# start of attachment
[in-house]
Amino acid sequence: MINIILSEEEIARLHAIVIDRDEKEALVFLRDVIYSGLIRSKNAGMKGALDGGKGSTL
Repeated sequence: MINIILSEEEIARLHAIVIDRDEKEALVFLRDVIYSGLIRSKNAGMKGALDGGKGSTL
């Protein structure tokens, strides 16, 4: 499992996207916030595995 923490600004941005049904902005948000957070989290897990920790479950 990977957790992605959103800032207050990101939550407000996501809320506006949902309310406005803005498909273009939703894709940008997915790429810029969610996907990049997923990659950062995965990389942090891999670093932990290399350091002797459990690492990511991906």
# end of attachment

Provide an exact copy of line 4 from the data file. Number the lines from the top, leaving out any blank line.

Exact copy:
């Protein structure tokens, strides 16, 4: 499992996207916030595995 923490600004941005049904902005948000957070989290897990920790479950 990977957790992605959103800032207050990101939550407000996501809320506006949902309310406005803005498909273009939703894709940008997915790429810029969610996907990049997923990659950062995965990389942090891999670093932990290399350091002797459990690492990511991906």